The New Generation Of Disability-Competent Dentists

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BY DAVID FRAY DDS AND LARA E. RANEY

The scarcity of dental providers is attributed to insufficient education in dental schools regarding treatment methods and unique needs of persons with developmental disabilities.

Adults with special needs have long been one of the most under treated populations in dentistry. Many pediatric dentists are well equipped to treat children with special needs, but most general dentists are either untrained or unwilling to treat adults due to their lack of experience treating this population. Additionally, the lack of access to dental care prevents small dental problems from being caught early, resulting in the need for more costly and complex treatment.

Research has confirmed the greatest barrier in access to care for this population is a lack of trained dentists willing and capable to treat. The scarcity of dental providers is attributed to insufficient education in dental schools regarding treatment methods and unique needs of persons with developmental disabilities. All United States dental school curricula are required by the Council on Dental Accreditation to include minimal classroom didactic training regarding treatment of special needs patients. However, many students will never have the opportunity in school to actually treat a person with autism or cerebral palsy or Down syndrome. This lack of educational experience and exposure results in newly graduated dentists who lack confidence in treating patients with complex medical and behavioral needs.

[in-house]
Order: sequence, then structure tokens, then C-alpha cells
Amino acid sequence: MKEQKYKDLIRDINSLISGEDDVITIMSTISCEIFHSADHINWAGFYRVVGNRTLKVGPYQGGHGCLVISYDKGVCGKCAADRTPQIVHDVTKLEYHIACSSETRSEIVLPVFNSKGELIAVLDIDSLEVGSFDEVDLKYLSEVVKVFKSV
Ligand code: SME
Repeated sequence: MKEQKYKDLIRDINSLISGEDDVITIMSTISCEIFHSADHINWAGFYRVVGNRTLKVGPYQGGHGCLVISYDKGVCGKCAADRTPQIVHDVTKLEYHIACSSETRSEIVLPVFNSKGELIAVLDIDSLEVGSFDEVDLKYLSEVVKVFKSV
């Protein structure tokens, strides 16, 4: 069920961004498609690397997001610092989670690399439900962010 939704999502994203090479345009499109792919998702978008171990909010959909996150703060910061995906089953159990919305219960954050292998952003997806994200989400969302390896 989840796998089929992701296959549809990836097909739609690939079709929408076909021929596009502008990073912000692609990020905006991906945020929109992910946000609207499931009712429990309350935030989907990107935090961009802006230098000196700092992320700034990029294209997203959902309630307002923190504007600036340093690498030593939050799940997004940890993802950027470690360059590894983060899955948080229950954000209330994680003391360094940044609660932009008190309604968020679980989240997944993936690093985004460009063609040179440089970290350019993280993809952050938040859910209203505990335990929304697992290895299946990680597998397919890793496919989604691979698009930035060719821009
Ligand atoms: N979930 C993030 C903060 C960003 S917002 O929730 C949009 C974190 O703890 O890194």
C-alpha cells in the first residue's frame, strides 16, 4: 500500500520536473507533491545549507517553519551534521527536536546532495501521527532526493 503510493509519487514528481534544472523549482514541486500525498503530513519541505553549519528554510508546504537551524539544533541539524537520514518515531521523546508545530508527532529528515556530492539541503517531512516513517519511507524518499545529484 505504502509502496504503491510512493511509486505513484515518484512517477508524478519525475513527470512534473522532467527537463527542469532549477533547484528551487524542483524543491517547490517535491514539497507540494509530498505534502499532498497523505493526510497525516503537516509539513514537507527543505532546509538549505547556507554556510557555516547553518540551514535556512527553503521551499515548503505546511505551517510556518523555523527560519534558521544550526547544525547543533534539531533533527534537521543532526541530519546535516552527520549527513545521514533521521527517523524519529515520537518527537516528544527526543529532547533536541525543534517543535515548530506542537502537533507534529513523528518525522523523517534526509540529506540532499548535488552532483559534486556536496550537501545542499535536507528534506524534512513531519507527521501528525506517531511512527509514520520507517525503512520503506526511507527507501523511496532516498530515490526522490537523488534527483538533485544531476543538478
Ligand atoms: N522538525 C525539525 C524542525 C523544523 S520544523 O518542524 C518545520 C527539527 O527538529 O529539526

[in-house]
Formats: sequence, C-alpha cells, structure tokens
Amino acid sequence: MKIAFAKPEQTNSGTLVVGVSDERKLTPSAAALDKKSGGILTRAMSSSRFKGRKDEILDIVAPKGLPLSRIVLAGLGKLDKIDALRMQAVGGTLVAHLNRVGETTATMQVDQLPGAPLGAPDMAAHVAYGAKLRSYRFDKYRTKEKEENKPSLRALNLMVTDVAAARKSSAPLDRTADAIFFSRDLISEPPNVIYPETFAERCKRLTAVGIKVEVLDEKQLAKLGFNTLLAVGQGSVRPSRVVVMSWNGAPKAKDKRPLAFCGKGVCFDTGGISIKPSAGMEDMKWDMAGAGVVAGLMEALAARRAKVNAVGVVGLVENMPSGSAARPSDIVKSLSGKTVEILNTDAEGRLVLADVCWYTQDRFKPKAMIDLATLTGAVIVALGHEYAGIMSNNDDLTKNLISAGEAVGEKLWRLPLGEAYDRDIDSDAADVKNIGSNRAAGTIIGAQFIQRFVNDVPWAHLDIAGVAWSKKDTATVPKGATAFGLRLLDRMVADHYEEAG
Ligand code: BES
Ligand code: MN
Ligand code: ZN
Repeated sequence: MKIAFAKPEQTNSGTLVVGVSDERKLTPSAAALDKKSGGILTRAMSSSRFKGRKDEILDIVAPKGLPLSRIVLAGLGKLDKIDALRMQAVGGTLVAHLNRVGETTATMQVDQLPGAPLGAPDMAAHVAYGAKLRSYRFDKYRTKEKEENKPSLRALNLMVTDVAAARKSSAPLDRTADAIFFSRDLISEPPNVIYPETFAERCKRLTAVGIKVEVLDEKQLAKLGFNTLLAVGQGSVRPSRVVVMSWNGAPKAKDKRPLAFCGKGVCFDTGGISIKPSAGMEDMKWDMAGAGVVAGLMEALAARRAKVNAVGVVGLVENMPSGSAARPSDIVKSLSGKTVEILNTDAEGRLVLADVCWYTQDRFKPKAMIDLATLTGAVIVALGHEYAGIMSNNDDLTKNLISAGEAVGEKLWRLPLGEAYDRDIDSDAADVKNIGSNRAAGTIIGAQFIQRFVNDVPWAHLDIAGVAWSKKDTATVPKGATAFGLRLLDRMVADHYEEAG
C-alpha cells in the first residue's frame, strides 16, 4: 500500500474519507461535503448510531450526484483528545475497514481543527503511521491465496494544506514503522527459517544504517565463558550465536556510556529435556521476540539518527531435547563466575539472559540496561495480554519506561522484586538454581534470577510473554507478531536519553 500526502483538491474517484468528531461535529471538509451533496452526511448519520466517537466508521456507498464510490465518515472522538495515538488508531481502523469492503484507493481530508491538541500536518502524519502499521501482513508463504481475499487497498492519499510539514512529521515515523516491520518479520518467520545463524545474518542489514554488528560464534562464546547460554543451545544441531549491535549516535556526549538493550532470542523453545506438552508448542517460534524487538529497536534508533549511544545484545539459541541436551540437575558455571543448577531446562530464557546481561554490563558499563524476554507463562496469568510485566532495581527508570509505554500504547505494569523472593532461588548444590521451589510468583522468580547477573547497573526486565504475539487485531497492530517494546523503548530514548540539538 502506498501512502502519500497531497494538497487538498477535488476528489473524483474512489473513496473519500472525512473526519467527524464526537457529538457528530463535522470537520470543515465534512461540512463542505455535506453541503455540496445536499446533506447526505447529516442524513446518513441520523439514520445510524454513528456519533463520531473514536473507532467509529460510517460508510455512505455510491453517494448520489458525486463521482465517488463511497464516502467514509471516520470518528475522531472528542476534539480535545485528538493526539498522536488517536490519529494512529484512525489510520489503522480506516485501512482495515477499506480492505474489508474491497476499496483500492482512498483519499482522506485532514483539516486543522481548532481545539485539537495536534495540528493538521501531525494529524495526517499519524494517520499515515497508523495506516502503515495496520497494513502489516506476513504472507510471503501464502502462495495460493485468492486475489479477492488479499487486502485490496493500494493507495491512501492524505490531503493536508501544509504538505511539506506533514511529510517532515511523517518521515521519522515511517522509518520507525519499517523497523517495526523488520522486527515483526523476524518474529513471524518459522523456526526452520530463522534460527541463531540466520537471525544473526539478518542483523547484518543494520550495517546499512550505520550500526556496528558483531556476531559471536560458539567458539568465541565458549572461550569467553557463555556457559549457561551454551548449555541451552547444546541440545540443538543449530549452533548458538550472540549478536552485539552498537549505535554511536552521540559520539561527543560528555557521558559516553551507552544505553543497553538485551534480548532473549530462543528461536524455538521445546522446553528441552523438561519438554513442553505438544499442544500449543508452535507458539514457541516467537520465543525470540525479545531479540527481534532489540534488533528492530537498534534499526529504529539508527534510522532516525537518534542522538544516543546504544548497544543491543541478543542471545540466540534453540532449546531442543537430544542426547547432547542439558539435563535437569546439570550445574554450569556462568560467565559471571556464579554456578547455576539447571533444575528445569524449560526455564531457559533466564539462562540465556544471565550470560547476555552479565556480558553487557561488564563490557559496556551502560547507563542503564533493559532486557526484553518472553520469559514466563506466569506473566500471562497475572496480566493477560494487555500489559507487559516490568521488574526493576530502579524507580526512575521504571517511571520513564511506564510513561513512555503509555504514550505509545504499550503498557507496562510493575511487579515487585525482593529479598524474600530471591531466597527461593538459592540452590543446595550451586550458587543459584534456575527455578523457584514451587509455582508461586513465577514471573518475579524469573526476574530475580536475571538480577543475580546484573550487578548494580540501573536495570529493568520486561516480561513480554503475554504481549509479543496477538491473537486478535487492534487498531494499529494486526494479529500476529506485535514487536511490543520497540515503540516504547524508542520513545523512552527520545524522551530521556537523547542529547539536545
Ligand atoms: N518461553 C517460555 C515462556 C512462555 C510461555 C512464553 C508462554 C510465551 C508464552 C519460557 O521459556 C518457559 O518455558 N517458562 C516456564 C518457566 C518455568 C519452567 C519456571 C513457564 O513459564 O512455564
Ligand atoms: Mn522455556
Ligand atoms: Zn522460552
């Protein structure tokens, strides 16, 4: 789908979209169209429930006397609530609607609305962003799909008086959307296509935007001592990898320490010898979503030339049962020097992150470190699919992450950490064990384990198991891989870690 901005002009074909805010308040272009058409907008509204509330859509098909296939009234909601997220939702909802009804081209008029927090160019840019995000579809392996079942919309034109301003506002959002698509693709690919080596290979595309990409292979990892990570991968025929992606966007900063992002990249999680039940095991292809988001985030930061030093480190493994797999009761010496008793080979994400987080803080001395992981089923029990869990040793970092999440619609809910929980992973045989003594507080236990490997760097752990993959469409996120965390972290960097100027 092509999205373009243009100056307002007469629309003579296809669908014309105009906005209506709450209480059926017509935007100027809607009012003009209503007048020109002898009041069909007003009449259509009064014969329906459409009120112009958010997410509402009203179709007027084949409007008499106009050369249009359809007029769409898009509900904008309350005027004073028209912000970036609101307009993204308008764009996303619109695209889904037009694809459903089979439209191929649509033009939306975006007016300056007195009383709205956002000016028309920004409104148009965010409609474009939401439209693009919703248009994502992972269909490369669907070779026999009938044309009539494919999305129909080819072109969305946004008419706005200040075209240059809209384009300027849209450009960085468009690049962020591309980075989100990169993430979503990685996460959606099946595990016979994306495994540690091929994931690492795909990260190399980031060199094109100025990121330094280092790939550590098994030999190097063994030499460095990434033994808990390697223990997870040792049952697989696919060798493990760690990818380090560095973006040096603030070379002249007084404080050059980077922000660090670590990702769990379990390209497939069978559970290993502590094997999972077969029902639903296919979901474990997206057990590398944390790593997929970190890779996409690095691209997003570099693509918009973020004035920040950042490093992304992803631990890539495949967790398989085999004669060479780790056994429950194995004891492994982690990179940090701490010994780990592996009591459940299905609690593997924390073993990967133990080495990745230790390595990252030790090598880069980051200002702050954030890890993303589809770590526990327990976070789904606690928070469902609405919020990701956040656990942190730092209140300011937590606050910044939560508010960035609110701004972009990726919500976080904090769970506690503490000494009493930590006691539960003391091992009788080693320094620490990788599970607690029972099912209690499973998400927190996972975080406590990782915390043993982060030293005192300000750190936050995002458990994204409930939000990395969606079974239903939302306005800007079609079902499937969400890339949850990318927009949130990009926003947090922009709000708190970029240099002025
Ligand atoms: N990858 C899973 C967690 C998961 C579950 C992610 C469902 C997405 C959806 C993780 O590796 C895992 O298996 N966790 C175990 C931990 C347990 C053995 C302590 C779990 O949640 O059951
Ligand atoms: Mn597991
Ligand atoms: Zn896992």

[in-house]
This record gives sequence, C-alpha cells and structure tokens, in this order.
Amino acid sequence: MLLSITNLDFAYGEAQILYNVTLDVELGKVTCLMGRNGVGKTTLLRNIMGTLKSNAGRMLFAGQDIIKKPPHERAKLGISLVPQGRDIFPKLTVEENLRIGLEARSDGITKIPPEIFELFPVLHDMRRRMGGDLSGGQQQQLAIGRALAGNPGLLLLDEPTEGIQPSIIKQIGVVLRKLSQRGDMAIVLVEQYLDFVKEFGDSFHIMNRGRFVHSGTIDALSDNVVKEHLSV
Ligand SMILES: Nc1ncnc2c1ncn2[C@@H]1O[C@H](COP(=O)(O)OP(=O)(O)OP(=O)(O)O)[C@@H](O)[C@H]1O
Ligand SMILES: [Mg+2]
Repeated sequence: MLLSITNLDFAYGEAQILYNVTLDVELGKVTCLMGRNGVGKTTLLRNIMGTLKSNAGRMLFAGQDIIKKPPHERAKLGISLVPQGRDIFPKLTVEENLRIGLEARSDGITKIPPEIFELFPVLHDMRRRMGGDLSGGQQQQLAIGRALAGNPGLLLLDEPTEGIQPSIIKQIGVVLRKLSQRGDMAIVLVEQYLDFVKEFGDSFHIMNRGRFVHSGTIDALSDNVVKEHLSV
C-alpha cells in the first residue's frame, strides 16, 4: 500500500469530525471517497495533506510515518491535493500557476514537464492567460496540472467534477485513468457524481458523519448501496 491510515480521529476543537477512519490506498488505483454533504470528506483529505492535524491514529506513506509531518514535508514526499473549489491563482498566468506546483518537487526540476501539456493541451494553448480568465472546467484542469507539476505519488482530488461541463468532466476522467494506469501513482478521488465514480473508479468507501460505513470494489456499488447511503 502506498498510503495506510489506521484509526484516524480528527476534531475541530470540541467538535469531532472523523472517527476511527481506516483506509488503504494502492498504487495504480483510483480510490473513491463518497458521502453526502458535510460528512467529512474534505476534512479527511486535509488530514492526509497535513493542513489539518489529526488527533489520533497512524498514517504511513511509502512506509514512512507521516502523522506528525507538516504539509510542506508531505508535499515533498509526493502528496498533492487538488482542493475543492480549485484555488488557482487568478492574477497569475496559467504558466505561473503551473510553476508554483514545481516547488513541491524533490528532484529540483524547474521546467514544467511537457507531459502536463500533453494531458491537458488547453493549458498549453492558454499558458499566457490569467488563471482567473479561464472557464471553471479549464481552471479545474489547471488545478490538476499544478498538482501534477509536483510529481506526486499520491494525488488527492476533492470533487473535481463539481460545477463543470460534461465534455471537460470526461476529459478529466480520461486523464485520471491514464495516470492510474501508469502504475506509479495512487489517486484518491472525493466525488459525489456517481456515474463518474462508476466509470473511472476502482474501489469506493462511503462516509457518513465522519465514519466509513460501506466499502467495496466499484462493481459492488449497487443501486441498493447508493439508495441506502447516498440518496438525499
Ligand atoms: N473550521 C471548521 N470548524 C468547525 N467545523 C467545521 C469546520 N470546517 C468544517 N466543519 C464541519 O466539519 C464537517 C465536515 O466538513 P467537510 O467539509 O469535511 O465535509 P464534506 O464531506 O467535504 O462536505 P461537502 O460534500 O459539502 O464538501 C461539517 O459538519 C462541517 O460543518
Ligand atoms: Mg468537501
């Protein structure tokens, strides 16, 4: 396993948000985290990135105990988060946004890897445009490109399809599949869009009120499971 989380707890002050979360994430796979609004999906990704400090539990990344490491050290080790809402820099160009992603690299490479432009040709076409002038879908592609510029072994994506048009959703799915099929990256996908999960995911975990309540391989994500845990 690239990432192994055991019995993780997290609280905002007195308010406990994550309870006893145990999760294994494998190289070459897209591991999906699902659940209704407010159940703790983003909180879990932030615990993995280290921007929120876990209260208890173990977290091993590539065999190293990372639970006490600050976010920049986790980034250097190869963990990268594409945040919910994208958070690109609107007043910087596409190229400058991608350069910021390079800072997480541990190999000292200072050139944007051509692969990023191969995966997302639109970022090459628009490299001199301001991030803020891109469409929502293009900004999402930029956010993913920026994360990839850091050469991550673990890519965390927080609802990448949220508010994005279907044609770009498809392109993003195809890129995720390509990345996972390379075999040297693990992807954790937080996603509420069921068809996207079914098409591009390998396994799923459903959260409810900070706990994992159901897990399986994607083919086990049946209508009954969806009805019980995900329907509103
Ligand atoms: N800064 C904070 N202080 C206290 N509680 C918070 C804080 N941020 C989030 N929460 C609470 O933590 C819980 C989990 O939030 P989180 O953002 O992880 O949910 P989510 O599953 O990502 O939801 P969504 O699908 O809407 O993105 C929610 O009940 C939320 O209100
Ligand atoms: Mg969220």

However nationwide, State and Federal policy changes are needed to create lasting solutions to the lack of dental care for adults with special needs. This begins with the education of students and extends to creating job opportunities for dentists after graduation, and affordable treatment for families already strapped with extra costs. The American Academy of Developmental Medicine and Dentistry (AADMD) has embraced this challenge with a bold effort to teach, mentor and support young dentists for the future while advocating for changes in a system of care that rewards isolated and infrequent crisis dental care. The old saying that an ounce of prevention is worth a pound of cure is appropriate. Preventing and reducing dental caries (cavities) is far less difficult than saving and repairing badly damaged teeth.

Despite the deficiency in access to dental care for adults with special needs, awareness of this issue is growing through formation of student chapters of AADMD (American Academy of Developmental Medicine and Dentistry) in dental schools throughout the nation. The purpose of AADMD student chapters is to raise awareness of the obstacles faced by patients with special needs, educate students regarding successful quality dental care, and to engage students to promote national policies that will improve the needed access to healthcare. AADMD student chapters raise awareness of future dentists and within the special needs community.

Chapters each fall advocate within their school by participating in efforts such as the “Spread the Word to End the Word” campaign, in which AADMD members encourage faculty and classmates to discontinue the pejorative use of the “R” word. Founded in 2002, the AADMD is growing and now recognized as a national organization of professionals promoting collaborative and integrated healthcare for people who have intellectual and developmental disabilities. Additional new members and student chapters are being created every year across the United States and in several countries. In 2015, the University Of Texas School Of Dentistry in Houston created the first AADMD chapter in the state of Texas.